“Slowly but surely guys started getting hurt,” said Scott. “Guys started not doing what they needed to do … I can remember the first day they let me run with the ones. They came down and said, ‘Today you’re going to run with the ones, but you’re not going to play this year.
“Now me knowing me – give me any opportunity and I’m going to take off with it.”
And Scott did just that.
“I didn’t look back,” he said. “I had my best year my senior year. I was the leading receiver when I left. I was the leader of the team. And I did what I said I was going to do when I started – I played Division 1 football.”
According to the Oregon football web site, Scott earned honorable mention on the All-Pac 10 team and won the Dudley Clarke Memorial Award as the team’s most improved player.
The CHS product, who started all 13 games, had career highs of eight catches and 125 yards in his last game for Oregon – a Holiday Bowl win over Oklahoma State.
Scott finished strong, averaging 101.7 yards receiving over his final three games. That included 93 yards and a 76-yard touchdown – the longest reception of the season in the conference – at rival Oregon State and 87 yards and a TD against Arizona.
Terence got off to a great start too, with six grabs for 117 yards, including a 60-yard TD, in the season opener against Washington.
“Coach Kelly showed me a whole different scheme of football,” said Scott. “I loved playing that style.”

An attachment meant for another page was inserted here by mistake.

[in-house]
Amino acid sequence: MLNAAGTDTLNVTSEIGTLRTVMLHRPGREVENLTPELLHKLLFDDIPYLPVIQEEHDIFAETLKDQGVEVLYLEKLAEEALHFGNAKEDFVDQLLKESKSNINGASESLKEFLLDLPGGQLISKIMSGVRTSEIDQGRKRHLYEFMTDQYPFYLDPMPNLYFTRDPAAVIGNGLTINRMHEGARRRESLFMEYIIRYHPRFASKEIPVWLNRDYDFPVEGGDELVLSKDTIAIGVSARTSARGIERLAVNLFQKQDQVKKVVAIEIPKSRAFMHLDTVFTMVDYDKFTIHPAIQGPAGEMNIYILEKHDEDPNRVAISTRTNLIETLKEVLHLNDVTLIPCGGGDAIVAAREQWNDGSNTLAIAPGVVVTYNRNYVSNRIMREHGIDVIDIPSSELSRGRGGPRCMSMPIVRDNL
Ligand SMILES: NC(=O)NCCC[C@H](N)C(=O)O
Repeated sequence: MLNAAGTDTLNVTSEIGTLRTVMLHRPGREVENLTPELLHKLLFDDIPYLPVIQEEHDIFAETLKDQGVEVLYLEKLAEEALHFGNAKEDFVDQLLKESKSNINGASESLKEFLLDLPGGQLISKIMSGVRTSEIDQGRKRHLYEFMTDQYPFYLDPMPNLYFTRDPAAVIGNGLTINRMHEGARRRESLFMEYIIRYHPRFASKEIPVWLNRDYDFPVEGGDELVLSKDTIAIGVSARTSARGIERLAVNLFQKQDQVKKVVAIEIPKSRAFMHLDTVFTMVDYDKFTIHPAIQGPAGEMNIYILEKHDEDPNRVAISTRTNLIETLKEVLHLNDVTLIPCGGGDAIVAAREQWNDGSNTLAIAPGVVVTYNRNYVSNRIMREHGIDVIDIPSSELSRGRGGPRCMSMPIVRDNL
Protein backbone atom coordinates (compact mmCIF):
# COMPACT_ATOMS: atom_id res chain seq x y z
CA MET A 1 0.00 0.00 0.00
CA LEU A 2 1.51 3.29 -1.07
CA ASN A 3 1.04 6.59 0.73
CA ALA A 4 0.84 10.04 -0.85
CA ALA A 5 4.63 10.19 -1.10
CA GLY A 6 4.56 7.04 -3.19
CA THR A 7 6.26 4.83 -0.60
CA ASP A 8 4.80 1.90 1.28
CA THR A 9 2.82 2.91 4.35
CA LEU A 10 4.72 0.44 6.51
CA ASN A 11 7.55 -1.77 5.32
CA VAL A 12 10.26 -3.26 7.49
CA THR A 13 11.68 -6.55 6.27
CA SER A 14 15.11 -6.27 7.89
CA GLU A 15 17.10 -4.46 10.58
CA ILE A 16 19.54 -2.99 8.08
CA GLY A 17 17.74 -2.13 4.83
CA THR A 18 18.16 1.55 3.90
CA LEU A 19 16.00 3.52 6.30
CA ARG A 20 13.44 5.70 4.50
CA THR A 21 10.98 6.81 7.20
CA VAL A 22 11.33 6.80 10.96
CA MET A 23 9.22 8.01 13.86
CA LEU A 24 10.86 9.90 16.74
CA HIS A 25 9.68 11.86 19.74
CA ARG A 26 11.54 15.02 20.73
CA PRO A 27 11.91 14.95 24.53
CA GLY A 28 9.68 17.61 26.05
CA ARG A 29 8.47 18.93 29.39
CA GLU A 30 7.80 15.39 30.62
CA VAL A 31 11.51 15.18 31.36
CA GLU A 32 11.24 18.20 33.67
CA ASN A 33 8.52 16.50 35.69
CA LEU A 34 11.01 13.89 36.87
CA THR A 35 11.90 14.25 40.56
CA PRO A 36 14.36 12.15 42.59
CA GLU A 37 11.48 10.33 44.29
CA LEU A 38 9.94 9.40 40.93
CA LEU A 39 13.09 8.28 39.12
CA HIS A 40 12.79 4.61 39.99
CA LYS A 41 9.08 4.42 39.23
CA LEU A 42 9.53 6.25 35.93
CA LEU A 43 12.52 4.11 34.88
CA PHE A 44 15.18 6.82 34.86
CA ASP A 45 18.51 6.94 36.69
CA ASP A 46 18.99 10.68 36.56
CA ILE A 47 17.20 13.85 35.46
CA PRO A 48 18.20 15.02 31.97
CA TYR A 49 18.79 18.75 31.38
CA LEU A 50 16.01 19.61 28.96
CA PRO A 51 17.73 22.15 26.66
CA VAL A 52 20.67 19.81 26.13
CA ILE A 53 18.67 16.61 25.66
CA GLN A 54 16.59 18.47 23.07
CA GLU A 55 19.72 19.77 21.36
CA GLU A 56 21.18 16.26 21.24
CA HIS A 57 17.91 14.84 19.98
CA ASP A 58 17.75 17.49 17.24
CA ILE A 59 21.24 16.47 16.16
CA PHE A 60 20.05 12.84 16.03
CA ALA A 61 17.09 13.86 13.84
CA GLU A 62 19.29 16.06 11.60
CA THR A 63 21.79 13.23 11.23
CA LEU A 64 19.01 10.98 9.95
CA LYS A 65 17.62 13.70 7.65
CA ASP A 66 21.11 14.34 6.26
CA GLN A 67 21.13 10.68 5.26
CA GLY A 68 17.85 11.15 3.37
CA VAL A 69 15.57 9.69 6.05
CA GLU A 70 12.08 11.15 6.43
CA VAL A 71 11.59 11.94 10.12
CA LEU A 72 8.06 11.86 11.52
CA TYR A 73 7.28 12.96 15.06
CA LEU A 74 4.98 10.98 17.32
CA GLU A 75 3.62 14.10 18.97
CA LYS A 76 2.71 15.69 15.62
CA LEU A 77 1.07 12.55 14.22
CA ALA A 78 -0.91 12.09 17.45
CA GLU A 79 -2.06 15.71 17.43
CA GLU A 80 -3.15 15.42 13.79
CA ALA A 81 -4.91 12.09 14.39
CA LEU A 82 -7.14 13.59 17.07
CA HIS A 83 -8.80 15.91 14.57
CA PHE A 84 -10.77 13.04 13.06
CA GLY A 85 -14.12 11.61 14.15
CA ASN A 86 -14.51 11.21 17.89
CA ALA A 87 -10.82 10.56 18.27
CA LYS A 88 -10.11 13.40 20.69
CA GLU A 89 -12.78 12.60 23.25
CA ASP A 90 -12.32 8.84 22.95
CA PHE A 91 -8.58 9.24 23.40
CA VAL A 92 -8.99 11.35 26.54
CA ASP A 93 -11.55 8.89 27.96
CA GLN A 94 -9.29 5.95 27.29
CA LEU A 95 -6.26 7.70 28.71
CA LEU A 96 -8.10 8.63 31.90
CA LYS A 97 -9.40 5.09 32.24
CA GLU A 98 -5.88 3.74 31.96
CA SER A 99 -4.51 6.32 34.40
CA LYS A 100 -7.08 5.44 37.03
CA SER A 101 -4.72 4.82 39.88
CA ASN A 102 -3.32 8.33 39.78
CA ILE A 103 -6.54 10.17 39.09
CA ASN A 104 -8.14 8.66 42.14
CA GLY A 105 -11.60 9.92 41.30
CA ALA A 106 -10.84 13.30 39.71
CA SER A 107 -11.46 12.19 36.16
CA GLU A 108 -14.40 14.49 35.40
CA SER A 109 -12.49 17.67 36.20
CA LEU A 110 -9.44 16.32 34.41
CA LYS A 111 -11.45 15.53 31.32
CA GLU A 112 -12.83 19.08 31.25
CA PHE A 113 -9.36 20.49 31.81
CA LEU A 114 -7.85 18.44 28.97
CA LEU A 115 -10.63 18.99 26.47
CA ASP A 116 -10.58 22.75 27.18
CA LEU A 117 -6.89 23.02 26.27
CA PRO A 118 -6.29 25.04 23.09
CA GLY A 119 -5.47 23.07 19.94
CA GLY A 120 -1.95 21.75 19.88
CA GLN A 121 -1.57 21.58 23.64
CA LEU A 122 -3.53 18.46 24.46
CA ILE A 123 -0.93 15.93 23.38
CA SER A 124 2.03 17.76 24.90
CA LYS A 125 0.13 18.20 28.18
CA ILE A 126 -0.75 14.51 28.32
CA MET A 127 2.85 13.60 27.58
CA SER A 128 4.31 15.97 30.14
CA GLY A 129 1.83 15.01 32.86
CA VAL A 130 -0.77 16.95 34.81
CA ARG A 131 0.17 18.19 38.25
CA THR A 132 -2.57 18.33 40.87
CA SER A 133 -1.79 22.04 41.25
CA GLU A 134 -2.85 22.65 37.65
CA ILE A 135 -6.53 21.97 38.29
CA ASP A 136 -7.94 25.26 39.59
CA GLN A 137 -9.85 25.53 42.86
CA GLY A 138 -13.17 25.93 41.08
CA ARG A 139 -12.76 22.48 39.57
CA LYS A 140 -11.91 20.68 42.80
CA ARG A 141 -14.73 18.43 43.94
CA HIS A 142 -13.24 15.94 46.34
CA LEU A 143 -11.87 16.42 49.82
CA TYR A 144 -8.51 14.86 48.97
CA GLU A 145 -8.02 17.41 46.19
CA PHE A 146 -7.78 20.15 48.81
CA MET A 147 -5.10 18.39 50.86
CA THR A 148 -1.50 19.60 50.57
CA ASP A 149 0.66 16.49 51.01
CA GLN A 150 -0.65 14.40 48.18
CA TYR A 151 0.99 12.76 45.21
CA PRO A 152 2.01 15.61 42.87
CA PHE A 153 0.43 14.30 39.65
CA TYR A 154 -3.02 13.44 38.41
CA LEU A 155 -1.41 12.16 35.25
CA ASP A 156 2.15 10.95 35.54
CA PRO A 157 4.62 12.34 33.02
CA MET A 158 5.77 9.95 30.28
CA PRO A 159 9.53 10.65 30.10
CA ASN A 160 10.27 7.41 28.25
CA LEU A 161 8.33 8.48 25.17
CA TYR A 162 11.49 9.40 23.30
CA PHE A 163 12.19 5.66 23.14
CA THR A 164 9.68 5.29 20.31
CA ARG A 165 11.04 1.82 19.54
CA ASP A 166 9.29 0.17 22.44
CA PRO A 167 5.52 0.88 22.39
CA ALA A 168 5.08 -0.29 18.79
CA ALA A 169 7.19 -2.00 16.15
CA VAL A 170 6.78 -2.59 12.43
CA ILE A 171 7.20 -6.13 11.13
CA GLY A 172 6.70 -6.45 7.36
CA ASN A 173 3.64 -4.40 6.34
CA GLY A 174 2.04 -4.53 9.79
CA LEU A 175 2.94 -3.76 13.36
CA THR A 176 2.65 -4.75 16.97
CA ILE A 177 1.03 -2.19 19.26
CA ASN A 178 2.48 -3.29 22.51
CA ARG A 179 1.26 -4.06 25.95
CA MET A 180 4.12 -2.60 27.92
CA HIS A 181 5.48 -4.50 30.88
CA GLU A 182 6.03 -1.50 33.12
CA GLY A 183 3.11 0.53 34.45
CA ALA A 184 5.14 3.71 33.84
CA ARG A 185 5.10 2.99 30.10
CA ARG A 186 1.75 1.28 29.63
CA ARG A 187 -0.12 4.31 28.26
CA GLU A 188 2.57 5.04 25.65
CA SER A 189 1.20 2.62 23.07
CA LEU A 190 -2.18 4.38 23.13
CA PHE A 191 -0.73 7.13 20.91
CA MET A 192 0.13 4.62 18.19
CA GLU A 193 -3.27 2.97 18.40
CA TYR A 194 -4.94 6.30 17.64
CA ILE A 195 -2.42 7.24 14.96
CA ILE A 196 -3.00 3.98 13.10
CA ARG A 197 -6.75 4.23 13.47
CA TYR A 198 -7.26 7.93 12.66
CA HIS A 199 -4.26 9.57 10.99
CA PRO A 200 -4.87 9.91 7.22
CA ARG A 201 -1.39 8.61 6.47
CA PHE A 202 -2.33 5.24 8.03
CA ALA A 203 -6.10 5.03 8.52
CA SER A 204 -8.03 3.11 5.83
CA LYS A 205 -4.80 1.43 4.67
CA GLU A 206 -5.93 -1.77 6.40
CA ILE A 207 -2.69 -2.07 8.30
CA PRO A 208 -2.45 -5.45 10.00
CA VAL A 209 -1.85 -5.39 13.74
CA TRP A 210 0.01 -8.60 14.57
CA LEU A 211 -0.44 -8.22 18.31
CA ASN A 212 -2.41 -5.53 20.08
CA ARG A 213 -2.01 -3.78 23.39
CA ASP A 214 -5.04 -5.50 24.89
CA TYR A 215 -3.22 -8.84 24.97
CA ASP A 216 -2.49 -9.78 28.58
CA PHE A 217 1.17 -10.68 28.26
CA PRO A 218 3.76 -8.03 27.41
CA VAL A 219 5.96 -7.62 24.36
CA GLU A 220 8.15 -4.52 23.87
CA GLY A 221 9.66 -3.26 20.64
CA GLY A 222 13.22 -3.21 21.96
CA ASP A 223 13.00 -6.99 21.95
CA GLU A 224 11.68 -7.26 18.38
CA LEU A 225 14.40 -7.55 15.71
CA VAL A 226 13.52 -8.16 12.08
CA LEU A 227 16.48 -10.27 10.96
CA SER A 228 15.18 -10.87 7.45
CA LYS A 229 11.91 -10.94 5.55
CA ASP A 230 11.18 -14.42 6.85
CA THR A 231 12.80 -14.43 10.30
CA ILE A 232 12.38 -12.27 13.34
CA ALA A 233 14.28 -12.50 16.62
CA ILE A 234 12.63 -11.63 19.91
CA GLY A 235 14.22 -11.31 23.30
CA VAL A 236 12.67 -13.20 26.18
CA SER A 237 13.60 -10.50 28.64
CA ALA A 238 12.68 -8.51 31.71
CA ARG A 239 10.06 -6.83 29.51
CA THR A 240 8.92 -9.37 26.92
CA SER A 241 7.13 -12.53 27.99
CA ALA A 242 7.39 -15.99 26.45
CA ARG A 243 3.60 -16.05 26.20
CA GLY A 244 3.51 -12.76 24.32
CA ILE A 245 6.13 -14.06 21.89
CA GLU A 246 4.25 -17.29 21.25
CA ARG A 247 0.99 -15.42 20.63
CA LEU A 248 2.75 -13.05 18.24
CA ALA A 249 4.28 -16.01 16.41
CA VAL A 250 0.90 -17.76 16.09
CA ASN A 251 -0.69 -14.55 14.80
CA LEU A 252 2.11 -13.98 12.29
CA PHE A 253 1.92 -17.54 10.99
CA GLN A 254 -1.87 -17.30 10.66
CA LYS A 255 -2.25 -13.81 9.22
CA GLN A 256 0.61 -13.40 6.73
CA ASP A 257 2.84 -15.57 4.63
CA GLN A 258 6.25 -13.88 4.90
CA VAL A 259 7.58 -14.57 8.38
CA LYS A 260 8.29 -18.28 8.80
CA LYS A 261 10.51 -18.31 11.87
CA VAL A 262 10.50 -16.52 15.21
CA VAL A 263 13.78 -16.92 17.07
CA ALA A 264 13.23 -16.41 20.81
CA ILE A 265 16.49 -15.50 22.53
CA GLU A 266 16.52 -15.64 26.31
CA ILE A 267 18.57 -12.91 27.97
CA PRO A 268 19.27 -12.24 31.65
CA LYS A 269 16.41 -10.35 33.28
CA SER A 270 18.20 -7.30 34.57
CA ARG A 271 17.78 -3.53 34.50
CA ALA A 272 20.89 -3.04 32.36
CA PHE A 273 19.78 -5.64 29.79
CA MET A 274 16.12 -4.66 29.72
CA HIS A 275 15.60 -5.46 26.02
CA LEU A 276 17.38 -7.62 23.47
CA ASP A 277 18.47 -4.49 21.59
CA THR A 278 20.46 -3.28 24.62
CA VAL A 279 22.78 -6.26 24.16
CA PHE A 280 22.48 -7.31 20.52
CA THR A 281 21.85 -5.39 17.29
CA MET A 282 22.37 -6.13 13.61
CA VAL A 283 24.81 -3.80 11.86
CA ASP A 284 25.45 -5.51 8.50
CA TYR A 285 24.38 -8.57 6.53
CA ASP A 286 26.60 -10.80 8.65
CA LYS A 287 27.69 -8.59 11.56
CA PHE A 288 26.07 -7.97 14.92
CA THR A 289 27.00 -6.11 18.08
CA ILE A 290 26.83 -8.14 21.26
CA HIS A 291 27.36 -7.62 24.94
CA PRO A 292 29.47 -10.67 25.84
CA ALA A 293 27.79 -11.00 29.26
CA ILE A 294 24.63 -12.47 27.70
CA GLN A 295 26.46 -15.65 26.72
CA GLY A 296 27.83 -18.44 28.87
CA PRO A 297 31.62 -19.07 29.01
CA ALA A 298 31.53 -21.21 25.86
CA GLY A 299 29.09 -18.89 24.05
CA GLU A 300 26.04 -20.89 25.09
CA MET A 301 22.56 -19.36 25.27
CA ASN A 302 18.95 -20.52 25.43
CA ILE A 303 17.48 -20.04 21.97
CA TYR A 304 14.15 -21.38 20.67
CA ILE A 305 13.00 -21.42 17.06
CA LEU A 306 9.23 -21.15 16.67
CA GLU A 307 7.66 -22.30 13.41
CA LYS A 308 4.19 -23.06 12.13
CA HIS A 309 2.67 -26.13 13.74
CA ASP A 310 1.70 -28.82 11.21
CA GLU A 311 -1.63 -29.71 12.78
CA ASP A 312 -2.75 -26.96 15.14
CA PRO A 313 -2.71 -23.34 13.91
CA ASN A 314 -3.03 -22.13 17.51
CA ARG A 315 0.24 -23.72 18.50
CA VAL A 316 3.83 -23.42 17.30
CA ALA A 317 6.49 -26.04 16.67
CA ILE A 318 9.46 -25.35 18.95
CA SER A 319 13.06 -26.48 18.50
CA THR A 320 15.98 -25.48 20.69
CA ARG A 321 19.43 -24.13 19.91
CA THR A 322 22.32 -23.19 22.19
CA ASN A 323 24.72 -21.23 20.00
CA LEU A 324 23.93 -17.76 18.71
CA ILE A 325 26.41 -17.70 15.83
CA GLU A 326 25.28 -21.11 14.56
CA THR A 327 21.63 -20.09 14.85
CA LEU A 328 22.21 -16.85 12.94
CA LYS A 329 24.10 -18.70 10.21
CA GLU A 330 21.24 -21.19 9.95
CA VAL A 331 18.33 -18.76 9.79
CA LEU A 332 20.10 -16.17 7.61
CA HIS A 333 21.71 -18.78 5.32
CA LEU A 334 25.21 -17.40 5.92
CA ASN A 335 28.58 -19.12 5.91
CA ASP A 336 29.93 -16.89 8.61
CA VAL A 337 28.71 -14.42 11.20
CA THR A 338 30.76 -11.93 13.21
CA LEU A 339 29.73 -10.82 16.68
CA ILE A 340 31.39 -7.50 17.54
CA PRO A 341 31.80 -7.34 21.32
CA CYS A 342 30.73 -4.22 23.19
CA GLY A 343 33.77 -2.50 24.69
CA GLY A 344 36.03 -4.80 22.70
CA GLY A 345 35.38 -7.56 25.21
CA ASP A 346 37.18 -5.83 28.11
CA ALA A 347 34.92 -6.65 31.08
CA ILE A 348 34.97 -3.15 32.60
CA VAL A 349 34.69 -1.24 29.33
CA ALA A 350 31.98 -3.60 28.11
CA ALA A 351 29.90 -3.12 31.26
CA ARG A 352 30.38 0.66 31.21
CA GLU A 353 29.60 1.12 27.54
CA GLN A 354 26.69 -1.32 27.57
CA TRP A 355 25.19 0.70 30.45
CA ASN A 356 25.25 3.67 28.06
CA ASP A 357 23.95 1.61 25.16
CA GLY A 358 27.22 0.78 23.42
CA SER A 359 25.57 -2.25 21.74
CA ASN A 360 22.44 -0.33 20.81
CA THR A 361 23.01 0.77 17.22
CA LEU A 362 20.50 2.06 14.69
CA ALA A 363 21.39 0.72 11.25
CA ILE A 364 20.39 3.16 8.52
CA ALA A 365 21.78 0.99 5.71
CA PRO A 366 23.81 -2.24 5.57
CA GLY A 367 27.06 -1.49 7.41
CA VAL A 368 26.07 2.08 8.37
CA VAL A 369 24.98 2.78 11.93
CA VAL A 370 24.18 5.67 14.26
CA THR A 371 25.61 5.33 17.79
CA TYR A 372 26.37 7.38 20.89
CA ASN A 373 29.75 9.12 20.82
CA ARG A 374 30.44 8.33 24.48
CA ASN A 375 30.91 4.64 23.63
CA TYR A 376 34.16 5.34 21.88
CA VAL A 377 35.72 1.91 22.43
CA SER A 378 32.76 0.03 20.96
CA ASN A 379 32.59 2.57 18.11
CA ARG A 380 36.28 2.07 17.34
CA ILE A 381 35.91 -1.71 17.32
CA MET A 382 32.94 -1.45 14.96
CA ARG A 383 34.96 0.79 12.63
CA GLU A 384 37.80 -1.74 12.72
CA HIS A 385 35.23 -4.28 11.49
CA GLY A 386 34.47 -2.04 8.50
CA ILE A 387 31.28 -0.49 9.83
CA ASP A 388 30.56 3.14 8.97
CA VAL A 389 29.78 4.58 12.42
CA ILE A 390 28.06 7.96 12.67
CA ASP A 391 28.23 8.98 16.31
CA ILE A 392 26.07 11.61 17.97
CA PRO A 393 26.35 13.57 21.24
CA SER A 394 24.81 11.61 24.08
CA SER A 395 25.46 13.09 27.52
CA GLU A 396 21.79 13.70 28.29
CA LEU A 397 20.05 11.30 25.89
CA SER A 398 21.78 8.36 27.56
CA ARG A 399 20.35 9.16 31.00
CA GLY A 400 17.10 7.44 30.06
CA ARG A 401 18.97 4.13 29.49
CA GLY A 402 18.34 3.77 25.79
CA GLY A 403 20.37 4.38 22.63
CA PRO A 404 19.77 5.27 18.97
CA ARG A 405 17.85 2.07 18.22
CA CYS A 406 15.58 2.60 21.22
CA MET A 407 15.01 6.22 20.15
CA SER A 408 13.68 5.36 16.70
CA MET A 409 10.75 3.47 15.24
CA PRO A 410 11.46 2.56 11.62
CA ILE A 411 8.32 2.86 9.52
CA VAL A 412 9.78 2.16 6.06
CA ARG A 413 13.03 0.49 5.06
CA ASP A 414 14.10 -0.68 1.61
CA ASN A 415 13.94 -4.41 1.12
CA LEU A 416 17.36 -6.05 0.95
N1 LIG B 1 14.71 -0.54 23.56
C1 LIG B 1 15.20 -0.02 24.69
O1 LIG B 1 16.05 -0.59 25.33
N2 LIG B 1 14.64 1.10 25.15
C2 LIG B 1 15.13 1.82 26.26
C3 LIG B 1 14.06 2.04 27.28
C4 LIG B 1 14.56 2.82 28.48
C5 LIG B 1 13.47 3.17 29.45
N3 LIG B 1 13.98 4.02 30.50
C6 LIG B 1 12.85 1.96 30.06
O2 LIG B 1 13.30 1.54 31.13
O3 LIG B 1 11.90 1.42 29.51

He had a 51-yard scoring run against Utah State in his first career carry and went on to average 14.2 yards on nine carries.
Both of his catches against Stanford (28 yards) occurred during the final two minutes and were a big part of a game-winning 74-yard drive.
Oregon finished with a 10-3 record.
Scott increased his weight to 185 pounds and hoped to be drafted in the National Football League, but that phone call never came.
He later spent his last $100 for a tryout in Portland with the British Columbia Lions of the Canadian Football League. He landed a spot on the team’s taxi squad, but it wasn’t what he thought it would be. “The fun was gone,” he remembers.
Scott spent one season with B.C., and then came back when Pamela was pregnant with their daughter. When he learned his first child was on the way, Scott’s desire to return to Eugene was even greater as he wanted to be with the mother of his child throughout the pregnancy.
Terence said he first thought the pregnancy would motivate him even more to play professionally – providing a means to feed and provide for his family – but it affected him differently. He wanted to be there to go through the pregnancy and birth.
“I remember telling Pamela I’m done,” he said. “I realized football was over for me, because I was excited about my daughter.”
Scott also remembers his last day at practice and a teammate telling him he had left his cleats behind. “He said, ‘You forgot your shoes.’ I said I wouldn’t need them anymore. I was in the real world now.”
Terence’s daughter, Jamiah, is now five years old and he and Pamela also have a 17-month-old son, Terence Jr.
NEXT WEEK: Part 4 – Reaching out to his dad, life in Eugene and saying ‘Thank you’ to Knoxville.